Recap

20 12 2008

 

It’s difficult as I sit here reflecting on the three experiences to call one in particular out as the ‘best’ because each had an aspect that was particularly unique and enjoyable. I can say that I have a newfound respect for parts of their work, but I was astounded at the lack of desire to push product or sell. Granted, I don’t know if perhaps they had tried in accounts before and found themselves picking up stales. But in my world, cats and rabbits would reside in fancy lil’ houses…errr sidetracked myself. I know that many of the stores we visited those days I find myself visiting in my own shopping time and I have always been surprised and the lack of product. If you have a shelf with space for twenty bags, why aren’t there twenty or more in there instead of only ten?

I was also surprised at the amount of stales that were commonly overlooked by two of the three reps. I can understand that after a while, the numbers probably all blend together and one stops seeing them pop out like red flags, but when your day ends by noon, why wouldn’t you take the extra two minutes to peruse the dates on packages?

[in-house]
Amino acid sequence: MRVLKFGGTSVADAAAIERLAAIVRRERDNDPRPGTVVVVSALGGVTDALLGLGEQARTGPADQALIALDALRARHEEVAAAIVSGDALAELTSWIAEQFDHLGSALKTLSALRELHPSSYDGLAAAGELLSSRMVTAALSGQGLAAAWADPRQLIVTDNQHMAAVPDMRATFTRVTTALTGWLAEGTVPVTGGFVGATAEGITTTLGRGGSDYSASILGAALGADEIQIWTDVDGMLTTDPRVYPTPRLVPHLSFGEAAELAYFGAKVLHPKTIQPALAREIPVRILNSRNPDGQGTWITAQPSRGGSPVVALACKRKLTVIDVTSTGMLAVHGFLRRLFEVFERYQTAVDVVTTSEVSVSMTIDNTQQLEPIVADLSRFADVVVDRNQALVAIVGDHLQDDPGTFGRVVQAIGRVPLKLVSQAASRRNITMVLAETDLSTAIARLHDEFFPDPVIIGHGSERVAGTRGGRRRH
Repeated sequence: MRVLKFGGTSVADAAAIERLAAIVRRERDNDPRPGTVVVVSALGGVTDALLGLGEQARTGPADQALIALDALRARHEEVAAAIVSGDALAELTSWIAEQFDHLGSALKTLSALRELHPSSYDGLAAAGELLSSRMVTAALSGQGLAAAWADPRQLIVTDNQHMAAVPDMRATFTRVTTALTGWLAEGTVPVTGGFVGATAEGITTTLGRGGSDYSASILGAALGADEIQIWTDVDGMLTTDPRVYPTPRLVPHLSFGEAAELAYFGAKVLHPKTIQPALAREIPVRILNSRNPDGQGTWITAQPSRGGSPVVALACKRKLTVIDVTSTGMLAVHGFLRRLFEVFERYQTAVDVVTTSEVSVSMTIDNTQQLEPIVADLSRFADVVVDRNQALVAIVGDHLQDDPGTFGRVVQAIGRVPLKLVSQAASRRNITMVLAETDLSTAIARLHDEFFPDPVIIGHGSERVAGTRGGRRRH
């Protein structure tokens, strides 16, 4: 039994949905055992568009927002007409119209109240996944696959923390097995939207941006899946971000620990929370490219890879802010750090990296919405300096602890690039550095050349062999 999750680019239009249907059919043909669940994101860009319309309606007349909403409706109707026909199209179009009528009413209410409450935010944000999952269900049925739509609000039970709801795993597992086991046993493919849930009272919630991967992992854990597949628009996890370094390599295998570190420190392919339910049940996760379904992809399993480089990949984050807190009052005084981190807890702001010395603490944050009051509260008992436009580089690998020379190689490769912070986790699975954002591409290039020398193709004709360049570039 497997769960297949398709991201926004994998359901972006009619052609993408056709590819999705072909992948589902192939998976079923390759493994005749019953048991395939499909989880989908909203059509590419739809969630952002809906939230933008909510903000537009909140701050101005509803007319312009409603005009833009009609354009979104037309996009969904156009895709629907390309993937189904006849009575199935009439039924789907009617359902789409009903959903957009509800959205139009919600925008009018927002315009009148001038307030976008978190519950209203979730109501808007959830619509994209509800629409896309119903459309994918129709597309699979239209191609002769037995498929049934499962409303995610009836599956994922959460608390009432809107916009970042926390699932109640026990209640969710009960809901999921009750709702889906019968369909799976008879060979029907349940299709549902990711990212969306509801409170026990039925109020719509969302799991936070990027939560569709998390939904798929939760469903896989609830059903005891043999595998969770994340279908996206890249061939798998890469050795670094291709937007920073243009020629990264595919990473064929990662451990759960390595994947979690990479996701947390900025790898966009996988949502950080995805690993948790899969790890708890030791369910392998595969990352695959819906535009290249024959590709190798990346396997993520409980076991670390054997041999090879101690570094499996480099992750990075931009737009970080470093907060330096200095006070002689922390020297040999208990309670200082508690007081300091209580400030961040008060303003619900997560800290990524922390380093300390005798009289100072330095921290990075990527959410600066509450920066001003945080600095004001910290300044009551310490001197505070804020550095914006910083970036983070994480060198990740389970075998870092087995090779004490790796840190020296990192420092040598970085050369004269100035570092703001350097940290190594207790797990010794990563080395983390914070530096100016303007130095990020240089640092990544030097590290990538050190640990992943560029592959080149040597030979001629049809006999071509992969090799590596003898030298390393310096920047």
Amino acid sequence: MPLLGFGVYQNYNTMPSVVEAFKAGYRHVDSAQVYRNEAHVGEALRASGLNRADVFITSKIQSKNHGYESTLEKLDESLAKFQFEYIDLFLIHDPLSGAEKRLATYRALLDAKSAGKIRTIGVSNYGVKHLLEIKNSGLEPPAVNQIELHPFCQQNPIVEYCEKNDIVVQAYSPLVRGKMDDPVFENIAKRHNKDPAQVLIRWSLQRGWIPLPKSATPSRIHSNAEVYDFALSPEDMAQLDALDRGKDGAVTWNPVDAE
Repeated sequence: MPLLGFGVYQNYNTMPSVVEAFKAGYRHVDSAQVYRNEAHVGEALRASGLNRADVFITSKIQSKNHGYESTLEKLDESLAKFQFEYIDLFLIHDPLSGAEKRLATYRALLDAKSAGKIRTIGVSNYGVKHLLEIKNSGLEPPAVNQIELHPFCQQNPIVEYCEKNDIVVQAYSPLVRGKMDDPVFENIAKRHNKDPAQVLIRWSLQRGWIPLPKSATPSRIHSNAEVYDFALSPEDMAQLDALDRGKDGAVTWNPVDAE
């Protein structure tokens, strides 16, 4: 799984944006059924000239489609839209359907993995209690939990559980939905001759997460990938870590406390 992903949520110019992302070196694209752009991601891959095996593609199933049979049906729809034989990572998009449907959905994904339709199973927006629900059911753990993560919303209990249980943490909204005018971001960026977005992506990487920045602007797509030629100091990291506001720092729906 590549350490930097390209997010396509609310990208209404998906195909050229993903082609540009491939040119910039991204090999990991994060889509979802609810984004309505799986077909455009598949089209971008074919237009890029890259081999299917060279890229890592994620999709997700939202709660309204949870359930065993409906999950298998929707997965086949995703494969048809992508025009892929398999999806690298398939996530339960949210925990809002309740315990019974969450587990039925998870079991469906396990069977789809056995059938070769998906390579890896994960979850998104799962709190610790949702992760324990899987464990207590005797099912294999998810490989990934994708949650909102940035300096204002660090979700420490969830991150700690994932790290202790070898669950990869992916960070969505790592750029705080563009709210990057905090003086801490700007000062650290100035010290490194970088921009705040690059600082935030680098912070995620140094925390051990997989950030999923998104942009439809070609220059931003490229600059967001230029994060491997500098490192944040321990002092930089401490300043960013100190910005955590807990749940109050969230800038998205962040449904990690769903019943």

I cannot say enough though about the dedication to work that it must take and should be applauded for these people getting up at the hours they do to do this job. As a morning person, I live for my morning silent time with just my coffee and smokes and the news. As petty as it sounds, giving that up to deal with attitudes and traffic would take a lot for me.

I began to understand a lot better though how greatly our customers, particularly the small shops, depend on us – much more so than any big chain account. If we don’t have product in the mom and pop’s shop, they don’t make money which directly impacts their life and stability. I mean if the blacklisted super store doesn’t have a shipment of chips for a week, even two weeks, they may get grouchy, but their employees will still get a paycheck, their bills will still get paid and they have enough other products to sell to offset that loss of sales of Lance product. But not the little 10 by 10 shop in the heart of a slumlord’s neighbourhood. I had never really realized before why these little shopkeepers tend to be so vile and rude when they don’t get a delivery – but it clicked after these trips. And it made me happy to know that we can directly impact a life like that. In an environment that this economy has created, it’s encouraging to see how something as minuscule as a few bags of chips can directly impact people. Perhaps I am overglorifying it all, but I don’t think that I am.

All in all, this was an awesome opportunity from which I am very glad I had the chance to learn.
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